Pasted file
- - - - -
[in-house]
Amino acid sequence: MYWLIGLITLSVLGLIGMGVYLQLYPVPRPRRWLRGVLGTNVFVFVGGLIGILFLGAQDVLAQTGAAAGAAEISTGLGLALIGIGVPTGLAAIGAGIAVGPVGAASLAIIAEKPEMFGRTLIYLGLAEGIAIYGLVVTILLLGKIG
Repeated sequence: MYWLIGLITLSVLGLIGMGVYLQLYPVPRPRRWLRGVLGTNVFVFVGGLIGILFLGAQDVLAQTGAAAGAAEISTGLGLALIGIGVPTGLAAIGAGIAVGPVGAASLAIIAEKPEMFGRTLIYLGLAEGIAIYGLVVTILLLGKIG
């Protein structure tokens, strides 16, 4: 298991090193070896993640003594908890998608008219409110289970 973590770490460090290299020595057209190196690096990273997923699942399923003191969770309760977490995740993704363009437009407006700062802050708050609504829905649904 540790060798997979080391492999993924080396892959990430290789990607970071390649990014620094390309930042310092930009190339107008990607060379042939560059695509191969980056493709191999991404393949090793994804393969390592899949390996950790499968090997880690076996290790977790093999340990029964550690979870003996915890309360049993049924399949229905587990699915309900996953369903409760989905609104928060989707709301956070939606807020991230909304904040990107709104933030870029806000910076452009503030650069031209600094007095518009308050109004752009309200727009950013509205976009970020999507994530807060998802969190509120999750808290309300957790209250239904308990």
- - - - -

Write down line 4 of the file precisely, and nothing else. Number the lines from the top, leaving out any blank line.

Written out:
């Protein structure tokens, strides 16, 4: 298991090193070896993640003594908890998608008219409110289970 973590770490460090290299020595057209190196690096990273997923699942399923003191969770309760977490995740993704363009437009407006700062802050708050609504829905649904 540790060798997979080391492999993924080396892959990430290789990607970071390649990014620094390309930042310092930009190339107008990607060379042939560059695509191969980056493709191999991404393949090793994804393969390592899949390996950790499968090997880690076996290790977790093999340990029964550690979870003996915890309360049993049924399949229905587990699915309900996953369903409760989905609104928060989707709301956070939606807020991230909304904040990107709104933030870029806000910076452009503030650069031209600094007095518009308050109004752009309200727009950013509205976009970020999507994530807060998802969190509120999750808290309300957790209250239904308990």